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Matysiak Lab

Biomolecular Modeling Group



Members


Principal Investigator




Silvina Matysiak, PhD

Associate Professor of Bioengineering
University of Maryland

Postdoctoral Fellow The University of Texas at Austin
PhD Rice University
BS Instituto Tecnologico de Buenos Aires

e-mail: matysiak@umd.edu

Photo of Silvin




Graduate Students

Abhilash Sahoo


BS/MS Physics, Indian Institute of Science Education and Research,  India


e-mail: abhilash@umd.edu


Project: Peptide aggregation

Aggregation of mis-folded proteins on cellular membranes into highly structured forms (amyloid fibrils) is observed in several neurodegenerative diseases like Alzheimer's, Parkinson's and Huntington's. However, the physicochemical forces leading to protein aggregation, specifically the protein-protein and protein-membrane interactions are yet to be fully understood. The multi-step pathway of protein polymerization into aggregates goes through several ephemeral oligomeric structures. The transient nature of these oligomeric intermediates makes experimental characterization extremely difficult. On the other hand, computational studies can provide detailed mechanistic insights about protein aggregation pathway's intermediate structures that are not accessible to wet-lab experiments. My research aims to capture the aggregation behavior of aberrant peptide sequences and it's dependence on environmental conditions through coarse grained molecular dynamics simulations.




Abhilash's photo


Peiyin Lee

BS Specialized Chemistry, University of Illinois at Urbana Champaign



e-mail: plee1237@umd.edu



Project : Protein Stability in Ionic Liquids
Modification of solvent environment can be used to improve protein stability. The effects of ionic liquids on proteins have drawn great research interests because of their advantages of high chemical and thermal stability, negligible vapor pressure, and high ionic conductivity. My research focuses on understanding protein stability in ionic liquids from different hydrogen bonding abilities and hydrophobicity with molecular dynamics simulation. With the cooperation with experimental side and the examination of polypeptides having progressively increasing complexity, my aim is to extend time window of protein stability and increase retention of protein activity after extended storage in ionic liquids based on molecular insights that are obtained from the simulation results. 





Peiyin's photo


Riya Samanta

BS/MS Physics, Indian Institute of Science Education and Research,  India

e-mail: riya@terpmail.umd.edu


Project: Protein allostery
Protein allostery, also called action at distance where the signal from one site is transmitted to a second, distal site, to alter protein function is a fundamental process in biological systems. How does the information traverses between two faraway sites in a monoallosteric protein? I am currently working on BirA allostery and effects of point mutations in its activity, and applying network science concepts combined with an ensemble view of protein allostery to address this query. Improving the understanding on of the molecular mechanism of allostery, a regulatory mechanism used in very known biological processs will have impact in drug development.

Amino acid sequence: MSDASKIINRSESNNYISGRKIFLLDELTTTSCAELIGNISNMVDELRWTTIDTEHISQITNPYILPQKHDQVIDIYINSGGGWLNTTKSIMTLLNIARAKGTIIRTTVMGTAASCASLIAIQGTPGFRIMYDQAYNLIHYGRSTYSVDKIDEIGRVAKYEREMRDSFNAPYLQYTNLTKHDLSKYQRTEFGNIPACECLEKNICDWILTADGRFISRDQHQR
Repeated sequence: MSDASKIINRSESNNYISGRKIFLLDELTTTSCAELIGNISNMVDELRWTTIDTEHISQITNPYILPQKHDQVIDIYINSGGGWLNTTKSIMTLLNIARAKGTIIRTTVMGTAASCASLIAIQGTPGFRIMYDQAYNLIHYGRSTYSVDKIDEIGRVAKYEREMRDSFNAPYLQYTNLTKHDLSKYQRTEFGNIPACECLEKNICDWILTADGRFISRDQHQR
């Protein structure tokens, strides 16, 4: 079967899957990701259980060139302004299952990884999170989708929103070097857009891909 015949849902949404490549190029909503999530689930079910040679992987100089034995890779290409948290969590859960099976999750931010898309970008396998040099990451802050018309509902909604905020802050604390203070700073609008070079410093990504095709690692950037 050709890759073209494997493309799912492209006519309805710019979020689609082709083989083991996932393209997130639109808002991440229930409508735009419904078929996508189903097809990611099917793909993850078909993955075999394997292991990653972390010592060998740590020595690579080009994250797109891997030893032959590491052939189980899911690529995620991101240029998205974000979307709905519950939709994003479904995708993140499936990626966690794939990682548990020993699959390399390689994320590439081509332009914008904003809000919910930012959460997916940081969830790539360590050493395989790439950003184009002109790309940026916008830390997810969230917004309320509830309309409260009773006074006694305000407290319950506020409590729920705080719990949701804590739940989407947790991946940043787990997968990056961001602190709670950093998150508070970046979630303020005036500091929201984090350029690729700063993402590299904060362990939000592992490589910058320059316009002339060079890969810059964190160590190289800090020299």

Riya's photo

Suhas Gotla

email: sgotla@terpmail.umd.edu

Project: Chitosan Hydrogels

Chitosan is a carbohydrate polymer derived from chitin, the primary component of fungal cell walls and insect exoskeletons, that forms interconnected hydrogel networks. These chitosan hydrogels are biocompatible and display a range of mechanical properties in different environmental conditions that make suitable for use in biofabrication, tissue engineering, and other biomedical applications. However, it is unclear how surfactants, ionic strength, and other environmental factors elicit different hydrogel properties. The aim of my research is to facilitate the development of novel chitosan-based materials by harnessing the capabilities of coarse grained molecular dynamics to explore the molecular mechanisms that underlie differential hydrogel behavior.


Suhas photo




Undergraduate Students

Neel Sanghvi



Alumni


Postdocs


Dr. Anu Nagarajan        current position: Schrodinger


Graduates


Dr. Sai Ganesan             current position: UCSF

Dr. Gregory Custer        current position: Air Force

Dr. Hongcheng Xu         current position: Google
 

Undergraduates


Mariam Adwan

Christopher Look

Mattew Eckler                  current position: IBM

David Peeler                    current position: University of Washington

Michael McCutchen       current position: W.L. Gore

Sudi Jawahery                current position: University of California, Berkeley

Anastasiya Belyaeva     current position: MIT